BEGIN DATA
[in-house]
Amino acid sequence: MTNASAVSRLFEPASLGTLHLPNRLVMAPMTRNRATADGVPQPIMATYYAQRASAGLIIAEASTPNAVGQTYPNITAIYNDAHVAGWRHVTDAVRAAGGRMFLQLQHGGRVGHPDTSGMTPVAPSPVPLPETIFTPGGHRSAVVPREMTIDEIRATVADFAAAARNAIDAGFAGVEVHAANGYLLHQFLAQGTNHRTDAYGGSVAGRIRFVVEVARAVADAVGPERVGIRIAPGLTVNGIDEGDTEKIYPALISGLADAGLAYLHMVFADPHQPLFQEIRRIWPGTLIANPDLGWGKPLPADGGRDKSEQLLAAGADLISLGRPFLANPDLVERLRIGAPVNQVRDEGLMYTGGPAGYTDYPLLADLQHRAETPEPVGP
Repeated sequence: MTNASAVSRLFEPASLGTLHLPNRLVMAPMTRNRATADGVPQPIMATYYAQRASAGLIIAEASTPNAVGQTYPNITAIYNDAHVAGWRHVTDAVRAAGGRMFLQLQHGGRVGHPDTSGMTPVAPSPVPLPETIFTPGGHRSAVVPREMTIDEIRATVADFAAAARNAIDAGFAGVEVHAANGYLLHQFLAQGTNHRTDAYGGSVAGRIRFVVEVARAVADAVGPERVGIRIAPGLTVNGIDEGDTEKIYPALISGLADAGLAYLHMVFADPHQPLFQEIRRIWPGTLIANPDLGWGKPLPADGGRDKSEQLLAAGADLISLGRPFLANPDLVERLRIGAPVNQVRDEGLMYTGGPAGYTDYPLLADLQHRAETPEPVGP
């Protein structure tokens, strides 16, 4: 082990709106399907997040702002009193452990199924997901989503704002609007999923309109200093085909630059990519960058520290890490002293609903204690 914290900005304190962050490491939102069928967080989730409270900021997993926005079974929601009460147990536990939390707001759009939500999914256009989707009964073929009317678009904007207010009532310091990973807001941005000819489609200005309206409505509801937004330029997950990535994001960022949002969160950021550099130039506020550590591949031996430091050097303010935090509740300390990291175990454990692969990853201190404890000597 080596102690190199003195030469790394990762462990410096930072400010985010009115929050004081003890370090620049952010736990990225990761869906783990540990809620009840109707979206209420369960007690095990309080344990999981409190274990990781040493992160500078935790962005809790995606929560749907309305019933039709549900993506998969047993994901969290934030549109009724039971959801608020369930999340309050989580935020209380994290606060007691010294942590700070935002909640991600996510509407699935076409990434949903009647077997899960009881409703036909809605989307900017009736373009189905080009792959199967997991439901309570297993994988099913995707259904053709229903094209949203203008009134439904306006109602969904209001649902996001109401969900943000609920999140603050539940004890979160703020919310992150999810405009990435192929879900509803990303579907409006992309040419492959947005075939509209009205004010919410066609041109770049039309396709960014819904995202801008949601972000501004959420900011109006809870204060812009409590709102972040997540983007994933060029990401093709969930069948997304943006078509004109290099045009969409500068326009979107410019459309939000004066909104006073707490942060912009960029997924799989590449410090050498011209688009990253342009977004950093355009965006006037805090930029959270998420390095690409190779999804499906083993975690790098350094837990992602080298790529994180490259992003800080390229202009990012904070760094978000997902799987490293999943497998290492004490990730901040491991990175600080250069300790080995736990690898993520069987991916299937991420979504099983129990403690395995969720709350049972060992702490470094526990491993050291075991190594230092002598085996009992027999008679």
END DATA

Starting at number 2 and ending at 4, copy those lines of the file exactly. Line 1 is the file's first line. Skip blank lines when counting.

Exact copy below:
Amino acid sequence: MTNASAVSRLFEPASLGTLHLPNRLVMAPMTRNRATADGVPQPIMATYYAQRASAGLIIAEASTPNAVGQTYPNITAIYNDAHVAGWRHVTDAVRAAGGRMFLQLQHGGRVGHPDTSGMTPVAPSPVPLPETIFTPGGHRSAVVPREMTIDEIRATVADFAAAARNAIDAGFAGVEVHAANGYLLHQFLAQGTNHRTDAYGGSVAGRIRFVVEVARAVADAVGPERVGIRIAPGLTVNGIDEGDTEKIYPALISGLADAGLAYLHMVFADPHQPLFQEIRRIWPGTLIANPDLGWGKPLPADGGRDKSEQLLAAGADLISLGRPFLANPDLVERLRIGAPVNQVRDEGLMYTGGPAGYTDYPLLADLQHRAETPEPVGP
Repeated sequence: MTNASAVSRLFEPASLGTLHLPNRLVMAPMTRNRATADGVPQPIMATYYAQRASAGLIIAEASTPNAVGQTYPNITAIYNDAHVAGWRHVTDAVRAAGGRMFLQLQHGGRVGHPDTSGMTPVAPSPVPLPETIFTPGGHRSAVVPREMTIDEIRATVADFAAAARNAIDAGFAGVEVHAANGYLLHQFLAQGTNHRTDAYGGSVAGRIRFVVEVARAVADAVGPERVGIRIAPGLTVNGIDEGDTEKIYPALISGLADAGLAYLHMVFADPHQPLFQEIRRIWPGTLIANPDLGWGKPLPADGGRDKSEQLLAAGADLISLGRPFLANPDLVERLRIGAPVNQVRDEGLMYTGGPAGYTDYPLLADLQHRAETPEPVGP
């Protein structure tokens, strides 16, 4: 082990709106399907997040702002009193452990199924997901989503704002609007999923309109200093085909630059990519960058520290890490002293609903204690 914290900005304190962050490491939102069928967080989730409270900021997993926005079974929601009460147990536990939390707001759009939500999914256009989707009964073929009317678009904007207010009532310091990973807001941005000819489609200005309206409505509801937004330029997950990535994001960022949002969160950021550099130039506020550590591949031996430091050097303010935090509740300390990291175990454990692969990853201190404890000597 080596102690190199003195030469790394990762462990410096930072400010985010009115929050004081003890370090620049952010736990990225990761869906783990540990809620009840109707979206209420369960007690095990309080344990999981409190274990990781040493992160500078935790962005809790995606929560749907309305019933039709549900993506998969047993994901969290934030549109009724039971959801608020369930999340309050989580935020209380994290606060007691010294942590700070935002909640991600996510509407699935076409990434949903009647077997899960009881409703036909809605989307900017009736373009189905080009792959199967997991439901309570297993994988099913995707259904053709229903094209949203203008009134439904306006109602969904209001649902996001109401969900943000609920999140603050539940004890979160703020919310992150999810405009990435192929879900509803990303579907409006992309040419492959947005075939509209009205004010919410066609041109770049039309396709960014819904995202801008949601972000501004959420900011109006809870204060812009409590709102972040997540983007994933060029990401093709969930069948997304943006078509004109290099045009969409500068326009979107410019459309939000004066909104006073707490942060912009960029997924799989590449410090050498011209688009990253342009977004950093355009965006006037805090930029959270998420390095690409190779999804499906083993975690790098350094837990992602080298790529994180490259992003800080390229202009990012904070760094978000997902799987490293999943497998290492004490990730901040491991990175600080250069300790080995736990690898993520069987991916299937991420979504099983129990403690395995969720709350049972060992702490470094526990491993050291075991190594230092002598085996009992027999008679």